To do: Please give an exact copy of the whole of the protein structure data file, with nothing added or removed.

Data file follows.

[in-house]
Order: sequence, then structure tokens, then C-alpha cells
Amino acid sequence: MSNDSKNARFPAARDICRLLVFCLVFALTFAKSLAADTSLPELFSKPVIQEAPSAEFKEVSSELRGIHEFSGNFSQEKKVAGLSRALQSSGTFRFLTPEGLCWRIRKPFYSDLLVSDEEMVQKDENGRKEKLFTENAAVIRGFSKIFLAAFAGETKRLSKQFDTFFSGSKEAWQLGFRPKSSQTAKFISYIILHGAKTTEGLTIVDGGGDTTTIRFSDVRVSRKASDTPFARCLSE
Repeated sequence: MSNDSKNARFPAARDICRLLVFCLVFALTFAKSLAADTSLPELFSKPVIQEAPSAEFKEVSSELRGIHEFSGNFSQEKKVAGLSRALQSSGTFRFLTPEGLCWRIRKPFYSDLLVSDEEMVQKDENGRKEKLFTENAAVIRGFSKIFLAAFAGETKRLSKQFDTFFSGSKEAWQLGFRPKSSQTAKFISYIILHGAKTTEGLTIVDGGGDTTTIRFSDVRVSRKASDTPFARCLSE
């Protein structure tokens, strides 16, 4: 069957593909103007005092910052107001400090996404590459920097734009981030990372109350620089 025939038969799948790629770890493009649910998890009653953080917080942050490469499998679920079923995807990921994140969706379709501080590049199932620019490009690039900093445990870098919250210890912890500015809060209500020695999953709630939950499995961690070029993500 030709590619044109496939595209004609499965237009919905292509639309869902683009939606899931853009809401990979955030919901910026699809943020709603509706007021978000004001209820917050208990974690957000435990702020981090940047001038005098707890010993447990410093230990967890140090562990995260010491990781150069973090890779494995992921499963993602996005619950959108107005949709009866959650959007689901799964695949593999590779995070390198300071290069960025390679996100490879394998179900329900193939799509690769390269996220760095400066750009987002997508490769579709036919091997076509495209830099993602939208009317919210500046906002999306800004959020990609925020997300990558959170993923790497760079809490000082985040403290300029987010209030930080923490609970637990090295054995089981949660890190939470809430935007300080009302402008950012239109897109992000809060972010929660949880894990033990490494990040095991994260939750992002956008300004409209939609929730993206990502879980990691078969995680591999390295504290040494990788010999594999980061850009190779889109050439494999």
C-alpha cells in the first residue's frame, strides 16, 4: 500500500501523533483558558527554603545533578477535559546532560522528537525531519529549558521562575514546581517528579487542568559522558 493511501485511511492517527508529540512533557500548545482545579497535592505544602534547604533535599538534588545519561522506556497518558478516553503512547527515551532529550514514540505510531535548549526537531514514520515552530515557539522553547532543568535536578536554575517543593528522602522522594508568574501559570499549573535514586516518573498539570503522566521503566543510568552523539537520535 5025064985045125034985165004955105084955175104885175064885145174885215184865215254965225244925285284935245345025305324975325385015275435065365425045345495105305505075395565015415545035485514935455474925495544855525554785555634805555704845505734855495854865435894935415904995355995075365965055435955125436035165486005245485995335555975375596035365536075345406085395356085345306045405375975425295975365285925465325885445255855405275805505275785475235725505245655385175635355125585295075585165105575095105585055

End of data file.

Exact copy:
[in-house]
Order: sequence, then structure tokens, then C-alpha cells
Amino acid sequence: MSNDSKNARFPAARDICRLLVFCLVFALTFAKSLAADTSLPELFSKPVIQEAPSAEFKEVSSELRGIHEFSGNFSQEKKVAGLSRALQSSGTFRFLTPEGLCWRIRKPFYSDLLVSDEEMVQKDENGRKEKLFTENAAVIRGFSKIFLAAFAGETKRLSKQFDTFFSGSKEAWQLGFRPKSSQTAKFISYIILHGAKTTEGLTIVDGGGDTTTIRFSDVRVSRKASDTPFARCLSE
Repeated sequence: MSNDSKNARFPAARDICRLLVFCLVFALTFAKSLAADTSLPELFSKPVIQEAPSAEFKEVSSELRGIHEFSGNFSQEKKVAGLSRALQSSGTFRFLTPEGLCWRIRKPFYSDLLVSDEEMVQKDENGRKEKLFTENAAVIRGFSKIFLAAFAGETKRLSKQFDTFFSGSKEAWQLGFRPKSSQTAKFISYIILHGAKTTEGLTIVDGGGDTTTIRFSDVRVSRKASDTPFARCLSE
């Protein structure tokens, strides 16, 4: 069957593909103007005092910052107001400090996404590459920097734009981030990372109350620089 025939038969799948790629770890493009649910998890009653953080917080942050490469499998679920079923995807990921994140969706379709501080590049199932620019490009690039900093445990870098919250210890912890500015809060209500020695999953709630939950499995961690070029993500 030709590619044109496939595209004609499965237009919905292509639309869902683009939606899931853009809401990979955030919901910026699809943020709603509706007021978000004001209820917050208990974690957000435990702020981090940047001038005098707890010993447990410093230990967890140090562990995260010491990781150069973090890779494995992921499963993602996005619950959108107005949709009866959650959007689901799964695949593999590779995070390198300071290069960025390679996100490879394998179900329900193939799509690769390269996220760095400066750009987002997508490769579709036919091997076509495209830099993602939208009317919210500046906002999306800004959020990609925020997300990558959170993923790497760079809490000082985040403290300029987010209030930080923490609970637990090295054995089981949660890190939470809430935007300080009302402008950012239109897109992000809060972010929660949880894990033990490494990040095991994260939750992002956008300004409209939609929730993206990502879980990691078969995680591999390295504290040494990788010999594999980061850009190779889109050439494999």
C-alpha cells in the first residue's frame, strides 16, 4: 500500500501523533483558558527554603545533578477535559546532560522528537525531519529549558521562575514546581517528579487542568559522558 493511501485511511492517527508529540512533557500548545482545579497535592505544602534547604533535599538534588545519561522506556497518558478516553503512547527515551532529550514514540505510531535548549526537531514514520515552530515557539522553547532543568535536578536554575517543593528522602522522594508568574501559570499549573535514586516518573498539570503522566521503566543510568552523539537520535 5025064985045125034985165004955105084955175104885175064885145174885215184865215254965225244925285284935245345025305324975325385015275435065365425045345495105305505075395565015415545035485514935455474925495544855525554785555634805555704845505734855495854865435894935415904995355995075365965055435955125436035165486005245485995335555975375596035365536075345406085395356085345306045405375975425295975365285925465325885445255855405275805505275785475235725505245655385175635355125585295075585165105575095105585055